The case, designed by Joseph E.,
Burnswick, '28, and Milton Kirshbaum
'28, will characterize the work under-
taken in the course by Mr. Desmond,i
and will go through legal procedure.
Kenneth Patrick, '29, and James L.
Rigelhaupt, 28' will act as attorneysI
for the plaintiff and defendant respec-
tively in the case termed "Vedder,
versus The Michigan Daily." Specia]
witnesses will be summoned and cross
examined, and the class will end witY
a decision by the court, in which will
be inc'orporated the Supreme court
ruling on the case, with its citations.
BUDGET QUESTION
STILL UNSETTLED
(By Associated Press)
WASHINGTON, Oct. 17--Although
called suddenly from the west coast
by President Coolidge to discuss bud-
get matters, Maj.-General Charles T.
Summerall, chief of the army staff,
did not have an appointment with the
President upon his arrival in Wash-

mer saw no reason why he should
pear "involuntarily" in a case
which he was not at all interested
in addition believed the Walsh a<
be unconstitutional.
Flanked by an array of counsel,
clair and *Fall had places near
rail which in this little courtr
shuts off the correspondents and
public, giving plenty of space for
former, but extremely little for spe
tors.
Sinclai.r frequently consulted
his attorneys during the examina
of each venireman. He gave ad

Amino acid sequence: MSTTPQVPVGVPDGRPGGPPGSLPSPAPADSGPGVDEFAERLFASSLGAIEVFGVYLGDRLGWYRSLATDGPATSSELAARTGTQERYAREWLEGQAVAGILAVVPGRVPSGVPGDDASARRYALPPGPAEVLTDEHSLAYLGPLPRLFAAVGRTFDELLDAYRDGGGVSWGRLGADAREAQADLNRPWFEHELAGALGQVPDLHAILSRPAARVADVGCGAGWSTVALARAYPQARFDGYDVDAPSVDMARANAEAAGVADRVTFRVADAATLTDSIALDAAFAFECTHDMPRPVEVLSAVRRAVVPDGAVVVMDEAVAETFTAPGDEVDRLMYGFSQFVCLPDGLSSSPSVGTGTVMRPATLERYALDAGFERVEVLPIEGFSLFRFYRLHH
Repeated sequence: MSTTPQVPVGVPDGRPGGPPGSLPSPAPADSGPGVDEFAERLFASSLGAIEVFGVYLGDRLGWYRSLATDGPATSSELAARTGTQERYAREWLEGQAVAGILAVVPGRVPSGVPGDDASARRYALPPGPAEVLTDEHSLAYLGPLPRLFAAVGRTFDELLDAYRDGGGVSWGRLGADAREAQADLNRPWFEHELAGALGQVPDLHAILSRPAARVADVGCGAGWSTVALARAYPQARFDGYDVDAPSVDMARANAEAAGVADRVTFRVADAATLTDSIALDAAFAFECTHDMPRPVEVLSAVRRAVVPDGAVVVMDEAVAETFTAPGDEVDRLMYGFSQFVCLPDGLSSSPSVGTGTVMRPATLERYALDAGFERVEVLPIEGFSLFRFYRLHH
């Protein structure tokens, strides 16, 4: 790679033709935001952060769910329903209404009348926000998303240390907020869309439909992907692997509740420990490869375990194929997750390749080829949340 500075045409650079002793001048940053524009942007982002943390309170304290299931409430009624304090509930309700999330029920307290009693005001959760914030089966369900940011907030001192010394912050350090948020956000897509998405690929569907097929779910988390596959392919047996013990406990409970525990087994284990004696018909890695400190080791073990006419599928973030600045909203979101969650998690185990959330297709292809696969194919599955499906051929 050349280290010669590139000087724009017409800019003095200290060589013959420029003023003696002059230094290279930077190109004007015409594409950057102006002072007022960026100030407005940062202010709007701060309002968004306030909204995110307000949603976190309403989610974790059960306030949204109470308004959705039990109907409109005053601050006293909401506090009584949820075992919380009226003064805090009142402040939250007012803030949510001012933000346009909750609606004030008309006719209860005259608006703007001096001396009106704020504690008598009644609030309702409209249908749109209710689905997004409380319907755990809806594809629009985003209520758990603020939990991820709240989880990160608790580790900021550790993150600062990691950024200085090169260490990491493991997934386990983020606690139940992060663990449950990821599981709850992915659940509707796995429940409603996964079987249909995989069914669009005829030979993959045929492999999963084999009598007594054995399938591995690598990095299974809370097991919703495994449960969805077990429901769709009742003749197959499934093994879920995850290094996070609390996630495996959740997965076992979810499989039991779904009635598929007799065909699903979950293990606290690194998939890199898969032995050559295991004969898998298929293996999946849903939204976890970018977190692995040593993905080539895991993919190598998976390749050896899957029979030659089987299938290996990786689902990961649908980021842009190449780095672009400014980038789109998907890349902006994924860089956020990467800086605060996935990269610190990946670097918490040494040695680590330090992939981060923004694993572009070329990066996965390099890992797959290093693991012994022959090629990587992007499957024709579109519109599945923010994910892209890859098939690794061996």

when it came time to exercise per
tory challenges, studying the lis
prospective jurors very carefully
Fall sat half the time hunched d
in his chair with a black over
thrown over one shoulder. Occasic
I'ly he dozed, but was keenly alert v
it came to removing jurors from
box after they had qualified.
LEVINE RECEIVE
COOL RECEPTI(
(By Associated Press)
NEW YORK, Oct. 17-Charles
Levine came home today and wa
ficially warned that he might e:
to hear much criticiSm of hN
inspired by jealousy of his ex,
in being the first trans-Atlantic
passenger.
The Weather

i

CHAIRMAN NAMED
FOR OPERA GROUP
Carl Fauster, '29, has been appoint-
ed chairman of the music committee
for the 1927 Union opera, "The Same
To You," according to an announce-
ment made vesterday by John E. Star-

Among the national directors are Nor-
man Thomas who spoke here last year.
Arthur Garfield Hayes, Robert Morse
Lovett and other prominent figures.

1
I

SENIORS
Please get your order blanks

J UDGE Ut 1 B GRT IKE.Nr.1 1tion. The meeting will begin at ]u
o'clock and will conclude around
LANSING, Oct. 17-Governor Green noontime.

Fair
rising

(By Associated Press)
and continued cool; fair
temperature tomorrow.

t1

I

Back to Top

© 2020 Regents of the University of Michigan